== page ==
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Please use this identifier to cite or link to this item: http://hdl.handle.net/1942/21616

Title: Proprioceptive use and sit-to-stand-to-sit after lumbar microdiscectomy: The effect of surgical approach and early physiotherapy
Authors: Janssens, Lotte
Brumagne, Simon
Claeys, Kurt
Pijnenburg, Madelon
Goossens, Nina
Rummens, Sofie
Depreitere, Bart
Issue Date: 2016
Citation: CLINICAL BIOMECHANICS, 32, p. 40-48
Abstract: Background: Individuals with non-specific low back pain show decreased reliance on lumbosacral proprioceptive signals and slower sit-to-stand-to-sit performance. However, little is known in patients after lumbar microdiscectomy. Methods: Patients were randomly assigned into transmuscular (n = 12) or paramedian lumbar surgery (n = 13). After surgery, the same patients were randomly assigned into individualized active physiotherapy starting 2 weeks after surgery (n = 12) or usual care (n = 13). Primary outcomes were center of pressure displacement during ankle and back muscles vibration (to evaluate proprioceptive use), and the duration of five sit-to-stand-to-sit movements, evaluated at 2 (baseline), 8 and 24 weeks after surgery. Findings: Two weeks after surgery, all patients showed smaller responses to back compared to ankle muscles vibration (P < 0.05). Patients that underwent a transmuscular surgical procedure and patients that received physiotherapy switched to larger responses to back muscles vibration at 24 weeks, compared to 2 weeks after surgery (P < 0.005), although not seen in the paramedian group and usual care group (P > 0.05). Already 8 weeks after surgery, the physiotherapy group needed significantly less time to perform five sit-to-stand-to-sit movements compared to the usual care group (P < 0.05). Interpretation: Shortly after lumbar microdiscectomy, patients favor reliance on ankle proprioceptive signals over lumbosacral proprioceptive reliance to maintain posture, which resembles the behavior of patients with non-specific low back pain. However, early active physiotherapy after lumbar microdiscectomy facilitated higher reliance on lumbosacral proprioceptive signals and early improvement of sit-to-stand-to-sit performance. Transmuscular lumbar surgery favoured recovery of lumbosacral proprioception 6 months after surgery. (C) 2016 Elsevier Ltd. All rights reserved.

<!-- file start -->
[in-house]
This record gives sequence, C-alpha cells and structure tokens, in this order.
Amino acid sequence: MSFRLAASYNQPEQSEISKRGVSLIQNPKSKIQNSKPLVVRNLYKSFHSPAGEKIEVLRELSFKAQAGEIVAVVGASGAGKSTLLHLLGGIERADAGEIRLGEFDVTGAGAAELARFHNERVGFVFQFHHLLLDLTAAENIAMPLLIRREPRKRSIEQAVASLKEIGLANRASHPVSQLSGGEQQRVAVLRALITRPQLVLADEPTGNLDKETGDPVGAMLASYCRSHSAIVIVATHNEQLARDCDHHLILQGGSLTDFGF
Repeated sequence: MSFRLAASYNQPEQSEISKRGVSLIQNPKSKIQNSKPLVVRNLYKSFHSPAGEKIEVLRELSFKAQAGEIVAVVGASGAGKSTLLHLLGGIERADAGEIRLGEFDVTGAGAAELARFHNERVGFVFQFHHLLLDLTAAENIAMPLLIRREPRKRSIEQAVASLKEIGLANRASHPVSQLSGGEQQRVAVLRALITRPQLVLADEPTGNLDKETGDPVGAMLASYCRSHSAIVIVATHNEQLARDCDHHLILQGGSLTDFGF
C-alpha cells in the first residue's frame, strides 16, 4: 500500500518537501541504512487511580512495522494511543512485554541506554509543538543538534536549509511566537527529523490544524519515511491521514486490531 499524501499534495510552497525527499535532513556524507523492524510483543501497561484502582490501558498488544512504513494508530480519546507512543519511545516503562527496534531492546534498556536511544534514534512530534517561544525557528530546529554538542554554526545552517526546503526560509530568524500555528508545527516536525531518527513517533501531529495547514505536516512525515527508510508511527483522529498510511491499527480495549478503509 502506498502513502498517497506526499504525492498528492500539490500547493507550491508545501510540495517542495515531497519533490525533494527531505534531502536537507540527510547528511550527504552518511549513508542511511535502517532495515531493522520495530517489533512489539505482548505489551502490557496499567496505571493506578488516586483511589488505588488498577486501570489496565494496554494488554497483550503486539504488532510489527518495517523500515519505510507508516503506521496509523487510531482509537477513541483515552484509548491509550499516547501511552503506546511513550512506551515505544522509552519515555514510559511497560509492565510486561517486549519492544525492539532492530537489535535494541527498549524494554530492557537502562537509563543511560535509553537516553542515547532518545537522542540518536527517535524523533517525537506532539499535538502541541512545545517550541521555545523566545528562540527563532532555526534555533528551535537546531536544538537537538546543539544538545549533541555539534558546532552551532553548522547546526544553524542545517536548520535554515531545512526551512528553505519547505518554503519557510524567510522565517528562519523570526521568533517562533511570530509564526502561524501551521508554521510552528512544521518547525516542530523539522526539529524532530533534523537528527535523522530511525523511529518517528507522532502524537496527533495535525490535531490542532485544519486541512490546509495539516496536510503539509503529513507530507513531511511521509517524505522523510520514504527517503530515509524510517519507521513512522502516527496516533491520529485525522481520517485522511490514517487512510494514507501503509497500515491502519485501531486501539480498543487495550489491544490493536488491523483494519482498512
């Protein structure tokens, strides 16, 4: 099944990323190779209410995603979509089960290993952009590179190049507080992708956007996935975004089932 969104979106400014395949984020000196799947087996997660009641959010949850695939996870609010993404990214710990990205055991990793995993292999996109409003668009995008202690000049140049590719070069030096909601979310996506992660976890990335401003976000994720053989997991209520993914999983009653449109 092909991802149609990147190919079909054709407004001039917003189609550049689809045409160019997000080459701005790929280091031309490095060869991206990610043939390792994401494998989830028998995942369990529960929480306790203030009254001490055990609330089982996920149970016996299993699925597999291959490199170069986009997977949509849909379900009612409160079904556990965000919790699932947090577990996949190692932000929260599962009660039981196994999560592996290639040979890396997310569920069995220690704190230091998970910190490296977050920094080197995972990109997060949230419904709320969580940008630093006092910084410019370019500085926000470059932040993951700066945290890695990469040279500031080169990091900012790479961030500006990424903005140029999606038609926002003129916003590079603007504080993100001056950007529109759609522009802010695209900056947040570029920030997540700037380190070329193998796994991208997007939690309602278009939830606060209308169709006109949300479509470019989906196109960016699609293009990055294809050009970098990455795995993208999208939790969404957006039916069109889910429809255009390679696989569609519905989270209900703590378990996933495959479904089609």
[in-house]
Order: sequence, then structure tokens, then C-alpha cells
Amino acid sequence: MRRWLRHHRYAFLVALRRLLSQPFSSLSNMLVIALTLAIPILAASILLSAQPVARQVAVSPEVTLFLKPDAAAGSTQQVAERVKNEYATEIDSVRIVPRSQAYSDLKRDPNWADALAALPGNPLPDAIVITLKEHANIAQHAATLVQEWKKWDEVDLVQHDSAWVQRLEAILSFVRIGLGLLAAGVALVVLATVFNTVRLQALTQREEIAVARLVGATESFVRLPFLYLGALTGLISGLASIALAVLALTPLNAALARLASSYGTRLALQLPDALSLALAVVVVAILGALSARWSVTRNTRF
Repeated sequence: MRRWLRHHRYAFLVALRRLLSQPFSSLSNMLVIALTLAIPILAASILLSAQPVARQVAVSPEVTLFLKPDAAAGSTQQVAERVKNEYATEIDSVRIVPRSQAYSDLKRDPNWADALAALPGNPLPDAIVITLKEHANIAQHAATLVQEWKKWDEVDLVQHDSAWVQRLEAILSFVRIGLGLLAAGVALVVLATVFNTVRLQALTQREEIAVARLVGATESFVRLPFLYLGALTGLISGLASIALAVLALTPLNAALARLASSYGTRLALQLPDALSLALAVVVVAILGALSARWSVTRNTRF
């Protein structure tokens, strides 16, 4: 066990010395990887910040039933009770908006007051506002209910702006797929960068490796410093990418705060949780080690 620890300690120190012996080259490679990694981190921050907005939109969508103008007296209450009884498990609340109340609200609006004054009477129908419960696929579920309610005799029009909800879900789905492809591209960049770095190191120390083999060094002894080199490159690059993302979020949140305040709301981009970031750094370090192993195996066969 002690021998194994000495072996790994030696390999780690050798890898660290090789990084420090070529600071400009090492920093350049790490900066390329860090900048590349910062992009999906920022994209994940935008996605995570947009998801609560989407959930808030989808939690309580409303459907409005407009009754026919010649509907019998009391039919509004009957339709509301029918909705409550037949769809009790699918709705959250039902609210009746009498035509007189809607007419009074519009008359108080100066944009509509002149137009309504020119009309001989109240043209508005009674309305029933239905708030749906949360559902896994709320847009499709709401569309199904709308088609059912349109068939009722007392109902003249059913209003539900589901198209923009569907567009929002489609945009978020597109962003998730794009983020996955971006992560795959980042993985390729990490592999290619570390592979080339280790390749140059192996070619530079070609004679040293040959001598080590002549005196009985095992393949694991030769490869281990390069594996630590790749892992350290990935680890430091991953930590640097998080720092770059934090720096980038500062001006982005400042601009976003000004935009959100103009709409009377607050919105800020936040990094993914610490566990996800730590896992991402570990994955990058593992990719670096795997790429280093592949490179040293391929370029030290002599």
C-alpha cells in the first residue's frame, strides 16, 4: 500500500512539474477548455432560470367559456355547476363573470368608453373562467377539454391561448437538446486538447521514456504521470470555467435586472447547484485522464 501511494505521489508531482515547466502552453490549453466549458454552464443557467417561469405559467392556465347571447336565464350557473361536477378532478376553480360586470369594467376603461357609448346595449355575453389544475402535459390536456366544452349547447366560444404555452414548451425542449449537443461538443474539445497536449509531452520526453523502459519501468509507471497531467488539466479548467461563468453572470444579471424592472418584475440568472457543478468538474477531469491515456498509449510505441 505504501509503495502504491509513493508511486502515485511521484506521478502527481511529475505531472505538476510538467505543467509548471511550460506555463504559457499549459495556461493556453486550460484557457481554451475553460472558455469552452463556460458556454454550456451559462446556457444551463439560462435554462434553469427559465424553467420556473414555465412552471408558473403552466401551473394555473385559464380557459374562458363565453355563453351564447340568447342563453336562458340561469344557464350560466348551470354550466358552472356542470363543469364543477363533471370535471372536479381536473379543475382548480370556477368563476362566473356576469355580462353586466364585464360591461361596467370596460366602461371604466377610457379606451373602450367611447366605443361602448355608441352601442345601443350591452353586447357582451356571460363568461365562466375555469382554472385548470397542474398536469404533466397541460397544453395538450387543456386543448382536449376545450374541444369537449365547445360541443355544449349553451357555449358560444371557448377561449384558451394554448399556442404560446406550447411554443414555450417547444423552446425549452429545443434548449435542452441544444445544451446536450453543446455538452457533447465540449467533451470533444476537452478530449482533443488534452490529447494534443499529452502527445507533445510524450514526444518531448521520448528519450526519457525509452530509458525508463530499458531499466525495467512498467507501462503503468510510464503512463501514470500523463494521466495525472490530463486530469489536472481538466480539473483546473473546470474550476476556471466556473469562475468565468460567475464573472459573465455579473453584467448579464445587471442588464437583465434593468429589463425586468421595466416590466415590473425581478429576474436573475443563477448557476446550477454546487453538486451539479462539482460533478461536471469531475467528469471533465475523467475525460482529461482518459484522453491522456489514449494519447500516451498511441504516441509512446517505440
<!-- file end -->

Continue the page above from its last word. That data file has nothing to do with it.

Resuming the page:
Notes: [Janssens, Lotte; Brumagne, Simon; Claeys, Kurt; Pijnenburg, Madelon; Goossens, Nina] Katholieke Univ Leuven, Dept Rehabil Sci, Tervuursevest 101,Box 1501, B-3001 3001, Belgium. [Janssens, Lotte] Hasselt Univ, Biomed Res Inst, Diepenbeek, Belgium. [Claeys, Kurt] Katholieke Univ Leuven, Dept Rehabil Sci, Campus Brugge, Brugge, Belgium. [Rummens, Sofie] Univ Hosp Leuven, Dept Phys Med & Rehabil, Leuven, Belgium. [Depreitere, Bart] Univ Hosp Leuven, Dept Neumsurg, Leuven, Belgium. [Pijnenburg, Madelon] Fontys Univ Appl Sci, Dept Allied Hlth Profess, Eindhoven, Netherlands.
URI: http://hdl.handle.net/1942/21616
DOI: 10.1016/j.clinbiomech.2015.12.011
ISI #: 000372689400007
ISSN: 0268-0033
Category: A1
Type: Journal Contribution
Validation: ecoom, 2017
Appears in Collections: Research publications

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